FIA technical regulations.2011
ARTICLE 4: WEIGHT
4.1 Minimum weight:
The weight of the car must not be less than 640kg at all times during the Event.
If, when required for checking, a car is not already fitted with dry-weather tyres, it will be weighed on a set of dry-weather tyres selected by the FIA technical delegate.
4.2 Weight distribution :
For 2011 only, the weight applied on the front and rear wheels must not be less than 291kg and 342kg respectively at
all times during the qualifying practice session.
If, when required for checking, a car is not already fitted with dry-weather tyres, it will be weighed on a set
of dry-weather tyres selected by the FIA technical delegate.
 

SmL9

Test Driver
Surely if it only works from a standing start then it doesn't fit the definition of KERS - as at no point does it recover any kinetic energy. It's just an electric motor with a little battery attached. Doesn't that completely undermine (one of) the point(s) of introducing it in the first place?

Edit: In which case might that spark some controversy over its legality?
It's more like a Kinetic Energy Supply System. Quite ridiculous if it's true.
 

sportsman

Sidecar racers have the biggest cojones
Contributor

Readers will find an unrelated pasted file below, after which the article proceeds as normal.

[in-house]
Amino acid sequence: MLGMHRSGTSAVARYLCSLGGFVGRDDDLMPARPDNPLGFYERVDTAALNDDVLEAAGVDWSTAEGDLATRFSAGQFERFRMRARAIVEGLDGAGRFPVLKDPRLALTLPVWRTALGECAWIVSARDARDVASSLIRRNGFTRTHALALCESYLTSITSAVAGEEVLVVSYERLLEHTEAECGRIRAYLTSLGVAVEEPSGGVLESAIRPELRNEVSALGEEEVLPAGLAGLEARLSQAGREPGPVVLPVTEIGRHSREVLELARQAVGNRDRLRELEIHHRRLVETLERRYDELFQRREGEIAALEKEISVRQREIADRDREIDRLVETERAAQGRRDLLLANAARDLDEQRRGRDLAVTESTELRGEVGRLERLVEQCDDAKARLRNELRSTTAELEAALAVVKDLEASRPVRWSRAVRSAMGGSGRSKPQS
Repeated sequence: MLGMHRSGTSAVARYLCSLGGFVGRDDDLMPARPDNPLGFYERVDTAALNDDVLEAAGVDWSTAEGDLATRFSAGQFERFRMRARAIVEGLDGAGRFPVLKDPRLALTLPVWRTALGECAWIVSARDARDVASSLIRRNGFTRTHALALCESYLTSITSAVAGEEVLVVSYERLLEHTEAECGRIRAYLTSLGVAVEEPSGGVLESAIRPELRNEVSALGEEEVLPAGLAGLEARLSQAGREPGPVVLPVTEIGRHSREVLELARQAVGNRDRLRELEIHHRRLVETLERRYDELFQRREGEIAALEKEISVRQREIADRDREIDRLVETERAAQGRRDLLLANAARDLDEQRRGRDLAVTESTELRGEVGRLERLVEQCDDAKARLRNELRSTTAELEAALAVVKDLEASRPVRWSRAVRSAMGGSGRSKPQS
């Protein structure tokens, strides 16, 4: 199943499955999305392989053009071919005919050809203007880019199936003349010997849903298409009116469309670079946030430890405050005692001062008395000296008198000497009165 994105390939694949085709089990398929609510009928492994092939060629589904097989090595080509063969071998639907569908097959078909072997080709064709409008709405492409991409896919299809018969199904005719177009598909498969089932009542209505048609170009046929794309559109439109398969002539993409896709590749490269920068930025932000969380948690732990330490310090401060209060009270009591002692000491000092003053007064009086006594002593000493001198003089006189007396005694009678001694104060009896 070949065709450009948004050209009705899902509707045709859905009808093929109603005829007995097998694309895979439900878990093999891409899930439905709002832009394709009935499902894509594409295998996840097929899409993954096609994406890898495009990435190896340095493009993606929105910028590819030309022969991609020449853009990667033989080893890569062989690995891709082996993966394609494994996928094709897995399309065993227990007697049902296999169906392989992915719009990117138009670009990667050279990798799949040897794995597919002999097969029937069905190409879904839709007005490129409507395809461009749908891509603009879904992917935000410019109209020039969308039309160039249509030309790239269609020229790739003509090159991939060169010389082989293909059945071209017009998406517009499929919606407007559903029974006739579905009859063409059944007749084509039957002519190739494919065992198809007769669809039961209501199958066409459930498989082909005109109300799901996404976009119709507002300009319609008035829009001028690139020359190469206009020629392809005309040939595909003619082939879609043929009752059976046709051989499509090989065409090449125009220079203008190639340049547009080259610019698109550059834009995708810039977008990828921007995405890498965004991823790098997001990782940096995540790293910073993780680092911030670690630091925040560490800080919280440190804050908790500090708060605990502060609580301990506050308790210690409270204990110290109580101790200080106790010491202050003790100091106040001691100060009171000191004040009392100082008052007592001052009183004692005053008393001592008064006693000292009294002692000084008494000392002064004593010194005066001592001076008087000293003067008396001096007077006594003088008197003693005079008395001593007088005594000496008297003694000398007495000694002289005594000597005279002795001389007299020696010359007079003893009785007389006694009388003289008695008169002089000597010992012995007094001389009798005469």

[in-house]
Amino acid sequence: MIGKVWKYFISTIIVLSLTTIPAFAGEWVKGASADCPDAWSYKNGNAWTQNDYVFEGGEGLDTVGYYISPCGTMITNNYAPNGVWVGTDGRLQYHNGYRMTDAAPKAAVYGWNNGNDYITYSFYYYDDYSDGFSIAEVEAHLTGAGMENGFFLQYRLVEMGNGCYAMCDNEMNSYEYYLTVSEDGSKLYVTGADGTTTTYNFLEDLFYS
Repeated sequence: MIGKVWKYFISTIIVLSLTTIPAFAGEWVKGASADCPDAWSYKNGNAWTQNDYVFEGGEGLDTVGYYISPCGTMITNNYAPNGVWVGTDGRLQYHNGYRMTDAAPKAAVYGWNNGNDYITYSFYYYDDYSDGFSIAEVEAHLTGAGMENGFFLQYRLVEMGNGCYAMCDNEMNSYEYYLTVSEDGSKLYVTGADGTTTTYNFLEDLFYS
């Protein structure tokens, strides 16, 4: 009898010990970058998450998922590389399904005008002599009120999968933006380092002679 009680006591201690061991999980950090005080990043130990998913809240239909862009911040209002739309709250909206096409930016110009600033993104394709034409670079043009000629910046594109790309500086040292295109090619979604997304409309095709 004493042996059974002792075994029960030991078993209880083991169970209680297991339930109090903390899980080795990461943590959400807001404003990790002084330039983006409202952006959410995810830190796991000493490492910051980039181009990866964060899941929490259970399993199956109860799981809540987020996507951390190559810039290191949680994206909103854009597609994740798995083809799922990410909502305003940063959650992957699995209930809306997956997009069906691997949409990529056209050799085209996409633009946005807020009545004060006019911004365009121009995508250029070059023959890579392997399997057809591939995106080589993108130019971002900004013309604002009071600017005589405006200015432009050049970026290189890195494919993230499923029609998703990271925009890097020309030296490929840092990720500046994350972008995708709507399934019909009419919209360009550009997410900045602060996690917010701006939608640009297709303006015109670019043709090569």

If it is true then it can easily be legal.The regulations only state the maximum amount of energy that can be recovered, not any mimimum.
Provided that it is powered by a motor/generator and coupled to the drive train as per regulations and does charge some tiny amount of energy when activated it would be within regulations.
The battery can be fitted fully charged within the regulations and only have adequate power to be used at the start.
During the race it would receive a tiny amount of energy but would still be legal.
But it makes no sense to have such a system.
 

Chad Stewarthill

Champion Elect
Contributor
The Technical Regulations state:
1.20 Kinetic Energy Recovery System (KERS) :
A system that is designed to recover kinetic energy from the car during braking, store that energy and
make it available to propel the car

I would have thought that any device which was not specifically designed to be capable of recovering kinetic energy would come under the category of a simple auxiliary one-use power unit, and not within the rules. whether anyone would challenge that though, is another matter. Anyway, we don't actually know for sure yet if this is what Red Bull have.
But I do love a controversy.
 

sportsman

Sidecar racers have the biggest cojones
Contributor
The Technical Regulations state:
1.20 Kinetic Energy Recovery System (KERS) :
A system that is designed to recover kinetic energy from the car during braking, store that energy and
make it available to propel the car